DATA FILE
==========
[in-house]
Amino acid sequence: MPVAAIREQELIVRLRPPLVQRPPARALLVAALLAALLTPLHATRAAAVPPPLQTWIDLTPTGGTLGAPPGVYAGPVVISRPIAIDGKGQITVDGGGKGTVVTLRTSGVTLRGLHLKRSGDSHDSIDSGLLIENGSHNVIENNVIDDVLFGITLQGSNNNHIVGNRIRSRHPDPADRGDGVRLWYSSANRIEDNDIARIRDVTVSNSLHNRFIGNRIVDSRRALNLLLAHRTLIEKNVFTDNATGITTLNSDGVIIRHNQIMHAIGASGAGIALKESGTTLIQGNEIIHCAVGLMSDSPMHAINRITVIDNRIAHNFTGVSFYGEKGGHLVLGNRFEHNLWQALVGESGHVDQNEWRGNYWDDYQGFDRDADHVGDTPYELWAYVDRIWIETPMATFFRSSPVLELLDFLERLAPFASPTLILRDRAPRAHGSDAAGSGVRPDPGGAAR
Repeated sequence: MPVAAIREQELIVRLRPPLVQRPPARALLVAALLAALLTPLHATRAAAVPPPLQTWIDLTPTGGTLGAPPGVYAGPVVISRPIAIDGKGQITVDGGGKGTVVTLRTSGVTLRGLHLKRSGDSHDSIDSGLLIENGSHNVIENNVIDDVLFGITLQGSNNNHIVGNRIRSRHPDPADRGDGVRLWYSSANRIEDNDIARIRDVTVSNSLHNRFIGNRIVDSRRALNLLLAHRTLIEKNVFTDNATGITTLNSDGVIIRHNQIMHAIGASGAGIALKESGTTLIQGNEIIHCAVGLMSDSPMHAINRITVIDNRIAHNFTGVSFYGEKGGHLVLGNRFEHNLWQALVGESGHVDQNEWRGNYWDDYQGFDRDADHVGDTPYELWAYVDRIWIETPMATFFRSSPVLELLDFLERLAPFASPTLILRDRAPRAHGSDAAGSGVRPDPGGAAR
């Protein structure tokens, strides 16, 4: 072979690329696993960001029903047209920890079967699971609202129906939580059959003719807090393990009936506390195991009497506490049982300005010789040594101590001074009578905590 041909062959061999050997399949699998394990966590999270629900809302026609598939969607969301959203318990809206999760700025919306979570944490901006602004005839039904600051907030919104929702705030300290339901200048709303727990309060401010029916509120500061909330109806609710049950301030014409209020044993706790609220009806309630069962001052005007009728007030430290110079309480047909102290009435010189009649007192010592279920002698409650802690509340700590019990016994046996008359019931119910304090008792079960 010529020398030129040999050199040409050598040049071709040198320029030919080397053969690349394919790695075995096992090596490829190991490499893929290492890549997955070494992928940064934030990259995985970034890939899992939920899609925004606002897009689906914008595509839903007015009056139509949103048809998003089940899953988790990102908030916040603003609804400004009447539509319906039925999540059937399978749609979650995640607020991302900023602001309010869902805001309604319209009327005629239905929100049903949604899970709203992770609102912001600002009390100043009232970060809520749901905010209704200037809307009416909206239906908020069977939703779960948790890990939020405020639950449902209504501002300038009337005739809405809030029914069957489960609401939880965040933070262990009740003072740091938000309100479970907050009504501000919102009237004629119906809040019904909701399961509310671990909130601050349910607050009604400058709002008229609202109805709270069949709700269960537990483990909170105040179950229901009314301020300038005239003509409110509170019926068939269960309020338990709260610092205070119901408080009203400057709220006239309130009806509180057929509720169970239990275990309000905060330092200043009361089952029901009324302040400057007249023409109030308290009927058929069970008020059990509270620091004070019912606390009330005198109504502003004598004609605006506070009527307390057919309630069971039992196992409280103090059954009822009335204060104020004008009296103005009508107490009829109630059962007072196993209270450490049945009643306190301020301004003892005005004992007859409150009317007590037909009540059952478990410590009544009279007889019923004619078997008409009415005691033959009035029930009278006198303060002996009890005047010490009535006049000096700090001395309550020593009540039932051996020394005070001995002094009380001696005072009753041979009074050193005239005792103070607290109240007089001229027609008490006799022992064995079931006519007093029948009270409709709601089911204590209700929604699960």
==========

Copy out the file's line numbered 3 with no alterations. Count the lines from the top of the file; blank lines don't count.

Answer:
Repeated sequence: MPVAAIREQELIVRLRPPLVQRPPARALLVAALLAALLTPLHATRAAAVPPPLQTWIDLTPTGGTLGAPPGVYAGPVVISRPIAIDGKGQITVDGGGKGTVVTLRTSGVTLRGLHLKRSGDSHDSIDSGLLIENGSHNVIENNVIDDVLFGITLQGSNNNHIVGNRIRSRHPDPADRGDGVRLWYSSANRIEDNDIARIRDVTVSNSLHNRFIGNRIVDSRRALNLLLAHRTLIEKNVFTDNATGITTLNSDGVIIRHNQIMHAIGASGAGIALKESGTTLIQGNEIIHCAVGLMSDSPMHAINRITVIDNRIAHNFTGVSFYGEKGGHLVLGNRFEHNLWQALVGESGHVDQNEWRGNYWDDYQGFDRDADHVGDTPYELWAYVDRIWIETPMATFFRSSPVLELLDFLERLAPFASPTLILRDRAPRAHGSDAAGSGVRPDPGGAAR